MINNEAPOLIS (WCCO) — A Minnesota medical team has played a key role in possibly getting another COVID vaccine on the market within weeks. Allina Health is running the state’s only clinical trial site for the Johnson and Johnson vaccine.

WCCO checked in on the progress and found a husband and wife team committed to protecting the population from COVID-19 once and for all.

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Beverly Christie has a history of working with research as a nurse clinician.

“I thought it was really important to jump in and be vaccinated or step up to be part of the trial in this crazy time,” Christie said.

She was among the first of 230 people to take part in Johnson and Johnson’s ensemble study at Allina. As part of phase three, she got her shot on Oct. 30.

“I absolutely had no side effects at all,” she added.

It didn’t hurt her husband — Dr. Frank Rhame an infectious disease specialist at Allina — is running it, making COVID-19 prevention a family priority.

“We always try to get a sympathetic person to be the first enrollee in any trial,” Rhame joked.

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Allina constructed a socially-distanced room complete with barriers and air flow changes. Vaccine stations and secure storage another priority.

“In this instance everyone stepped up to the plate really nicely,” Rhame said of the effort to get it all together.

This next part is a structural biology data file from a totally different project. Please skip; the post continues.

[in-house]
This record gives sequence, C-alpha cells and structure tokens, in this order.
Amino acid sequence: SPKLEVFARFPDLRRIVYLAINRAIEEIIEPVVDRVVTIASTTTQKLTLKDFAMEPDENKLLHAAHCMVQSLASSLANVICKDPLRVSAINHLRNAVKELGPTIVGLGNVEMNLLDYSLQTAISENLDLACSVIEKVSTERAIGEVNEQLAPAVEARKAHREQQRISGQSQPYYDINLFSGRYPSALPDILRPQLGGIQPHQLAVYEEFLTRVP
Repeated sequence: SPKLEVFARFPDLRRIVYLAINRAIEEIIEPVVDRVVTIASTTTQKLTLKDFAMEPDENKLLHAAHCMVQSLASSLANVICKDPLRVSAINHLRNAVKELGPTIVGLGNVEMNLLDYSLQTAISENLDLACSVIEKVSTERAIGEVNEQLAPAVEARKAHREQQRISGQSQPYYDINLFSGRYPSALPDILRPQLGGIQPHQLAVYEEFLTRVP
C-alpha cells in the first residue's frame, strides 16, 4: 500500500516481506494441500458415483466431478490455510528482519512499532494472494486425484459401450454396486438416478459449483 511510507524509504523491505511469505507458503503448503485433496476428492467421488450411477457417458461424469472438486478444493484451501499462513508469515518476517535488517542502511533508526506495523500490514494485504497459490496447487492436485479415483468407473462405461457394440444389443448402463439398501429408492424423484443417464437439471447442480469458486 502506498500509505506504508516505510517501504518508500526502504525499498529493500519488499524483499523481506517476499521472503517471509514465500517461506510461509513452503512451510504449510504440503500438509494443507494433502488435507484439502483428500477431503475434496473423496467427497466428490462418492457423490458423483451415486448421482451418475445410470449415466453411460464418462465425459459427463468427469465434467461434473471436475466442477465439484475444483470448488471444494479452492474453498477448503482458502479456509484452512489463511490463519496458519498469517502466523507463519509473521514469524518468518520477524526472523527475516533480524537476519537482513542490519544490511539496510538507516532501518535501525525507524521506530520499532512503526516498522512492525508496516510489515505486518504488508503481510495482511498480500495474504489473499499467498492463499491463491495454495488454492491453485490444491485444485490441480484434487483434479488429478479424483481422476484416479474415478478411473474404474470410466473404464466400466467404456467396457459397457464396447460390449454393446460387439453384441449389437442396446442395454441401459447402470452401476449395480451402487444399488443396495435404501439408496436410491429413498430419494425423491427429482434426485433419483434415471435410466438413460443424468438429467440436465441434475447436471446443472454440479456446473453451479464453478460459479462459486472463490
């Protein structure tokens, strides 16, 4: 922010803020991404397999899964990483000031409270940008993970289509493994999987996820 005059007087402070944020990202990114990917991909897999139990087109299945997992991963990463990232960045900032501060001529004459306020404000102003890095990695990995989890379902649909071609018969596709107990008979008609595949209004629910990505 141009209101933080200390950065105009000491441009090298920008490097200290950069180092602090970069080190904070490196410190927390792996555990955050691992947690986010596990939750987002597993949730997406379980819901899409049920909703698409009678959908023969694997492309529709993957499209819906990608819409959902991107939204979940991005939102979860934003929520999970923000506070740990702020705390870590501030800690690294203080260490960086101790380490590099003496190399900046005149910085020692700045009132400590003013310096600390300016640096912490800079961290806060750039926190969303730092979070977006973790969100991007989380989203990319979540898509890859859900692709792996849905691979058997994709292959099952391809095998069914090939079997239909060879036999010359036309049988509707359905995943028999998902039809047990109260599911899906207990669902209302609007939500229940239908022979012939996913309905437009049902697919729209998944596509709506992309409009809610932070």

Considered a game changer, this vaccine is just one dose, and no ultra-cold storage is required.

“More useful for developing countries and countries that may not have the freezer resources that we do in the United States or even rural United States,” Christie said.

Christie also received the Pfizer vaccine last month. Although, double dipping isn’t recommended at this point, her progress is being closely tracked and will be for the next two years under the ensemble study.

More than 6,000 people signed up to take part in Minnesota’s Johnson and Johnson trial. Again, only 230 were enrolled.

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If the FDA approves the vaccine in the coming weeks, it’s expected more than a billion doses will be manufactured and distributed worldwide by the end of the year.

Liz Collin